Today In History...

In 1614 American Indian princess Pocahontas marries English colonist John Rolfe in Virginia.
In 1621 The Mayflower sailed from Plymouth, MA, on a return trip to England.
In 1792 George Washington cast the first presidential veto, rejecting a congressional measure for apportioning representatives among states.
In 1887 In Tuscumbia, Alabama, teacher Anne Sullivan achieved a significant breakthrough with her blind and deaf pupil, Helen Keller, by conveying the meaning of the word "water."
In 1887 In a letter to Bishop Mandell Creighton, British historian Lord Acton wrote, "Power tends to corrupt, and absolute power corrupts absolutely."
In 1894 11 strikers were killed in a riot at Connellsville, Pennsylvania.
In 1895 Oscar Wilde lost his criminal libel case against the Marquess of Queensberry, who'd accused the writer of homosexual practices; Wilde was convicted on a morals charge and was sent to prison.
In 1915 Jess Willard defeats Jack Johnson for the heavyweight crown.
In 1923 Firestone put their inflatable tires into production.
In 1951 Julius and Ethel Rosenberg were sentenced to death following their conviction on charges of being atomic spies for the Soviet Union.
In 1964 Army General Douglas MacArthur died in Washington at age 84.
In 1965 "My Fair Lady" won the Academy Award for Best Picture, and one of its stars, Rex Harrison, was named Best Actor; Julie Andrews won Best Actress for "Mary Poppins."
In 1971 Fran Phillips was the first woman to reach the North Pole.
In 1972 A tornado killed six and injured 300 in Vancouver, Washington.
In 1973 Pioneer XI was launched toward Jupiter.
In 1974 The World Trade Center opened in New York City.
In 1975 Soyuz 18A tried to lift off.
In 1975 Nationalist Chinese leader Chiang Kai-shek died in Taipei at age 87.
In 1976 Reclusive billionaire Howard Hughes diesdied in Houston at age 72.
In 1980 An anonymous party purchased an 1856 British Guiana one-cent magenta stamp at an auction in New York City for $850,000.
In 1983 France expelled about 50 Soviet diplomats and officials, accusing them of trying to steal military secrets.
In 1984 Kareem Abdul-Jabbar of the Los Angeles Lakers became the all-time scoring leader in the NBA, as he reached a career total of 31,421 during a game with the Utah Jazz.
In 1985 Tennis player John McEnroe said, "Any man can beat any woman at any sport, especially tennis."
In 1985 Japan notified the U.S. it would end all commercial whaling by 1988.
In 1986 The boomerang record, 396 feet (throw, return and catch), was set.
In 1986 An American soldier and a Turkish woman were killed in the bombing of a West Berlin discotheque, an incident that prompted the U.S. air raid on Libya more than a week later.
In 1987 The "Tracey Ullman Show" became the first Fox Network series.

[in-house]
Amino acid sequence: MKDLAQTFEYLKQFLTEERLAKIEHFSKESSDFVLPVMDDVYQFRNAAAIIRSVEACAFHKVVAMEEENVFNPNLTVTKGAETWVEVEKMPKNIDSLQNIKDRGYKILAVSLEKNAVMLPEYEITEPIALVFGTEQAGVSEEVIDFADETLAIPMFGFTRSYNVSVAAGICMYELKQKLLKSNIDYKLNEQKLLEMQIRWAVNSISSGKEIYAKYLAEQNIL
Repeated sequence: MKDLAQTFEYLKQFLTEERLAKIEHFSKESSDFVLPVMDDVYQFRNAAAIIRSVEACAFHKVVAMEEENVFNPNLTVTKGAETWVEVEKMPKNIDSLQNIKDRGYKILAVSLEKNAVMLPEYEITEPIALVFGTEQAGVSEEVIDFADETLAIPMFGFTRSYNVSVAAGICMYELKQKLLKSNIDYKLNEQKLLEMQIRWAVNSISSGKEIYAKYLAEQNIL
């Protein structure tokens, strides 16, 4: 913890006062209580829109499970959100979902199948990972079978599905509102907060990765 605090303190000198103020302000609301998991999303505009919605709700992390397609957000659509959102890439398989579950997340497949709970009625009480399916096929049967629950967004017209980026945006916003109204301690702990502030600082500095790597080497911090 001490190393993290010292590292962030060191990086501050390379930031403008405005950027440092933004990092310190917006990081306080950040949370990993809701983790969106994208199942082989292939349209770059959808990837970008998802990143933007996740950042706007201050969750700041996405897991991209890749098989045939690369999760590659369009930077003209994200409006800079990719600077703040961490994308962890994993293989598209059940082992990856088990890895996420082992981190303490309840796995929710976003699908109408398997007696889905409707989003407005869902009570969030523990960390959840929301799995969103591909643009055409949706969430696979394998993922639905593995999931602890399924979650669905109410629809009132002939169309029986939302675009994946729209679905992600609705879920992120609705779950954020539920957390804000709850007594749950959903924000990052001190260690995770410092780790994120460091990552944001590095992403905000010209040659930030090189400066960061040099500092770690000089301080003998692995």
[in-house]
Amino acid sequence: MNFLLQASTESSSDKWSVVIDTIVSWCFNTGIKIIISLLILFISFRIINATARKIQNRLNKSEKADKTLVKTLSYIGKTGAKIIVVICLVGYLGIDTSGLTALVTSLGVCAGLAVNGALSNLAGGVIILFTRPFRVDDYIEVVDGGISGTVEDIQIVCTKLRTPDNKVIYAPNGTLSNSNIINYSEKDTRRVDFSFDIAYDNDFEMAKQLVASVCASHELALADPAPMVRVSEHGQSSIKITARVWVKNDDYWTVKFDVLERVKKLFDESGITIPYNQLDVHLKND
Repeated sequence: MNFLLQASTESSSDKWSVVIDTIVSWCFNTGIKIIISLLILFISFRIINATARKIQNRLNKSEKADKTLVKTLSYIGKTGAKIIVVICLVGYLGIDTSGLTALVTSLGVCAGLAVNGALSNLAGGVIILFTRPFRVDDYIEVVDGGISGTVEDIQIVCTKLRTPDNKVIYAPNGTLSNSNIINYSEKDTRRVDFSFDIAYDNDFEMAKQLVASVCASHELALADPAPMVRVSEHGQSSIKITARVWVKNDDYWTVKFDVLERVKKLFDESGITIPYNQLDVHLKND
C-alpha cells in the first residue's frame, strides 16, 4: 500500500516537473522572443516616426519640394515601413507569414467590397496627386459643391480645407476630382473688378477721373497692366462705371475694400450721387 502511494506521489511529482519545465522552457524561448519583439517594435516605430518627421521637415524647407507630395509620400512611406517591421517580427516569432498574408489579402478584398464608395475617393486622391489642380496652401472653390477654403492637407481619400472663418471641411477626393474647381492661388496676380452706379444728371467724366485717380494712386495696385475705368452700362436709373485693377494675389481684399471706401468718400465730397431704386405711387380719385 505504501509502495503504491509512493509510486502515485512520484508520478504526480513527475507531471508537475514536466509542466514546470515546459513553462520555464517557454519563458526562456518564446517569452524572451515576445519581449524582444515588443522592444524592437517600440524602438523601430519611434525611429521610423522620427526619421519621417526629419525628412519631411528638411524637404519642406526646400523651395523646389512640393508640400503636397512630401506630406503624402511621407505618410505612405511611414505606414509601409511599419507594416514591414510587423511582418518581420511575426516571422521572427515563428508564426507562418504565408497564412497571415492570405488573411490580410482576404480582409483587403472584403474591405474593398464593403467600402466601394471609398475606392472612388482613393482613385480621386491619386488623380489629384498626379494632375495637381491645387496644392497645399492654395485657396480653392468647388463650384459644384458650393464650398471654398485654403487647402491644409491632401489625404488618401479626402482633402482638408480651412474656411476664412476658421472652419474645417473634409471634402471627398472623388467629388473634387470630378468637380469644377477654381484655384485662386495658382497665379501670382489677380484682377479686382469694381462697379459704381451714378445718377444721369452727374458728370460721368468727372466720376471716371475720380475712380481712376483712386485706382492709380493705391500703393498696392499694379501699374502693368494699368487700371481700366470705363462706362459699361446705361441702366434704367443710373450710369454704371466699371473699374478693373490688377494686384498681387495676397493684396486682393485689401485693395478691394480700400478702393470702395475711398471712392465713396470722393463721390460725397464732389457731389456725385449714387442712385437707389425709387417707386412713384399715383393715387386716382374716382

In 1988 A 15-day hijacking ordeal began as gunmen forced a Kuwait Airways jumbo jet to land in Iran.
In 1989 Poland approved open elections, the Solidarity labor union was legalized, and the Roman Catholic Church was recognized.
In 1989 Joseph Hazelwood, former captain of the Exxon Valdez supertanker that leaked nearly 11 million gallons of oil into Alaska's Prince William Sound, surrendered to authorities in New York.
In 1990 The U.S. and the Soviet Union announced that President Bush and Soviet President Gorbachev would hold their first full-scale summit in the United States in late May-early June.
In 1991 Former Texas Senator John Tower, his daughter, and 21 other people were killed in a commuter plane crash near Brunswick, Georgia.
In 1992 Peru's President Alberto Fujimori suspended his country's constitution and dissolved Congress.
In 1992, in Washington, DC, authorities estimated a crowd at 500,000 marches supporting abortion rights.
In 1992 Wal-Mart founder Sam Walton died in Little Rock, AR, at age 74.
In 1993, the European Community called for tighter sanctions on Serbia to force Belgrade's allies in Bosnia to accept a peace plan.
In 1994, the longest-serving member of the U.S. Congress, Jamie Whitten, announced his retirement after first being elected in November 1941.
In 1995 The U.S. House of Representatives approved the Republican tax-cut package.
In 1997 Allen Ginsberg, the counterculture guru who shattered conventions as poet laureate of the Beat Generation died at age 70.
In 1998 Environment chiefs from the top eight industrialized nations announced curbs on smuggling hazardous waste, endangered species, and substances that damage the ozone layer.
In 1999 The UN suspended sanctions against Libya after Moammar Gadhafi surrendered two suspected Libyan intelligence agents for trial in the 1988 Pan Am bombing.
In 1999 In Laramie, WY, Russell Henderson pleaded guilty to kidnapping and murder in the death of Matthew Shepard, a gay college student.
In 2004 Flash floods killed some three dozen people in northern Mexico.2022 Traditionally considered the day Noah's Ark reached dry land.

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